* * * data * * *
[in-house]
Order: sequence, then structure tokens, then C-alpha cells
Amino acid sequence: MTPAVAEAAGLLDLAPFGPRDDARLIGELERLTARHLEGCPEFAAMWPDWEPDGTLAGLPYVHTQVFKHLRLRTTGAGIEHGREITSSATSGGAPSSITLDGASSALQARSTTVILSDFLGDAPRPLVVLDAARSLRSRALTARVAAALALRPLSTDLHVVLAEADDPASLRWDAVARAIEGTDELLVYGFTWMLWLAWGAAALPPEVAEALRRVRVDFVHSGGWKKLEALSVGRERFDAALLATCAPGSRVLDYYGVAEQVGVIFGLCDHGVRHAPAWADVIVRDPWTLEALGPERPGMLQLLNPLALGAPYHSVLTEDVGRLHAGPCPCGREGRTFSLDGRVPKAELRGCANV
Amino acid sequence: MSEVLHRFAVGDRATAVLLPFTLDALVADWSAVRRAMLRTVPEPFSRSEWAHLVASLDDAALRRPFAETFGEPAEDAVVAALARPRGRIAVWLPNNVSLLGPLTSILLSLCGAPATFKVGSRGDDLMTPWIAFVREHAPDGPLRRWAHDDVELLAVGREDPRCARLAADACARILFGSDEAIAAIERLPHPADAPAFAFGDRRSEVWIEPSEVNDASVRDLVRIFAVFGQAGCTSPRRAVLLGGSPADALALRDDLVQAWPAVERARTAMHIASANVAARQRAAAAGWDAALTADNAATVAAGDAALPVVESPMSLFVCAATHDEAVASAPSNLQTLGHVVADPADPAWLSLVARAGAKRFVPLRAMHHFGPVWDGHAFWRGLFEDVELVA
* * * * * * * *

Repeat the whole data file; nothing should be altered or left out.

[in-house]
Order: sequence, then structure tokens, then C-alpha cells
Amino acid sequence: MTPAVAEAAGLLDLAPFGPRDDARLIGELERLTARHLEGCPEFAAMWPDWEPDGTLAGLPYVHTQVFKHLRLRTTGAGIEHGREITSSATSGGAPSSITLDGASSALQARSTTVILSDFLGDAPRPLVVLDAARSLRSRALTARVAAALALRPLSTDLHVVLAEADDPASLRWDAVARAIEGTDELLVYGFTWMLWLAWGAAALPPEVAEALRRVRVDFVHSGGWKKLEALSVGRERFDAALLATCAPGSRVLDYYGVAEQVGVIFGLCDHGVRHAPAWADVIVRDPWTLEALGPERPGMLQLLNPLALGAPYHSVLTEDVGRLHAGPCPCGREGRTFSLDGRVPKAELRGCANV
Amino acid sequence: MSEVLHRFAVGDRATAVLLPFTLDALVADWSAVRRAMLRTVPEPFSRSEWAHLVASLDDAALRRPFAETFGEPAEDAVVAALARPRGRIAVWLPNNVSLLGPLTSILLSLCGAPATFKVGSRGDDLMTPWIAFVREHAPDGPLRRWAHDDVELLAVGREDPRCARLAADACARILFGSDEAIAAIERLPHPADAPAFAFGDRRSEVWIEPSEVNDASVRDLVRIFAVFGQAGCTSPRRAVLLGGSPADALALRDDLVQAWPAVERARTAMHIASANVAARQRAAAAGWDAALTADNAATVAAGDAALPVVESPMSLFVCAATHDEAVASAPSNLQTLGHVVADPADPAWLSLVARAGAKRFVPLRAMHHFGPVWDGHAFWRGLFEDVELVA